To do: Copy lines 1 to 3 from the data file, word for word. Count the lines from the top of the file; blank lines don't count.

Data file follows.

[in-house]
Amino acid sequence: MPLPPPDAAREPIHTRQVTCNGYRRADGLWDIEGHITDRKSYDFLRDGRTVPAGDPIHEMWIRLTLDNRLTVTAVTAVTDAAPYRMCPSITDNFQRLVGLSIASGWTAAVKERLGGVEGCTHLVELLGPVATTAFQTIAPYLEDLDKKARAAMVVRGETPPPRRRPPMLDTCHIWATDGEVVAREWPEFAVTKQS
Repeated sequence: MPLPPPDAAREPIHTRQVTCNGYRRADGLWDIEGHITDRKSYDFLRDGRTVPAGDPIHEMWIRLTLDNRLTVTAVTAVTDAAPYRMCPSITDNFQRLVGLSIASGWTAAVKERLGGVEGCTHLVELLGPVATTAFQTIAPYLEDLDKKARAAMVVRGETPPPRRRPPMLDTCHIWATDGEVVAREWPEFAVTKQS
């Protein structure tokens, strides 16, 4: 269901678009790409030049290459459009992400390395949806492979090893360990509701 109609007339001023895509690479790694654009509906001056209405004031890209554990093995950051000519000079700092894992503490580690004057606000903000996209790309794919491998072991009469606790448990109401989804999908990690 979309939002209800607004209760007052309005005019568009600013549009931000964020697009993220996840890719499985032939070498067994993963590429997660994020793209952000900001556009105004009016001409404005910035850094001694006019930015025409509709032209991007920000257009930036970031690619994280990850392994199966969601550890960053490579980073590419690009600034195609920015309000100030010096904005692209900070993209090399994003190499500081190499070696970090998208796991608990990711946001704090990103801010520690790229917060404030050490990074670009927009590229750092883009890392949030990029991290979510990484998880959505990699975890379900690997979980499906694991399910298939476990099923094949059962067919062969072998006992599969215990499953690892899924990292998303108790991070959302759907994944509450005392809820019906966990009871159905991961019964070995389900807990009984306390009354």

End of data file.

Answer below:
[in-house]
Amino acid sequence: MPLPPPDAAREPIHTRQVTCNGYRRADGLWDIEGHITDRKSYDFLRDGRTVPAGDPIHEMWIRLTLDNRLTVTAVTAVTDAAPYRMCPSITDNFQRLVGLSIASGWTAAVKERLGGVEGCTHLVELLGPVATTAFQTIAPYLEDLDKKARAAMVVRGETPPPRRRPPMLDTCHIWATDGEVVAREWPEFAVTKQS
Repeated sequence: MPLPPPDAAREPIHTRQVTCNGYRRADGLWDIEGHITDRKSYDFLRDGRTVPAGDPIHEMWIRLTLDNRLTVTAVTAVTDAAPYRMCPSITDNFQRLVGLSIASGWTAAVKERLGGVEGCTHLVELLGPVATTAFQTIAPYLEDLDKKARAAMVVRGETPPPRRRPPMLDTCHIWATDGEVVAREWPEFAVTKQS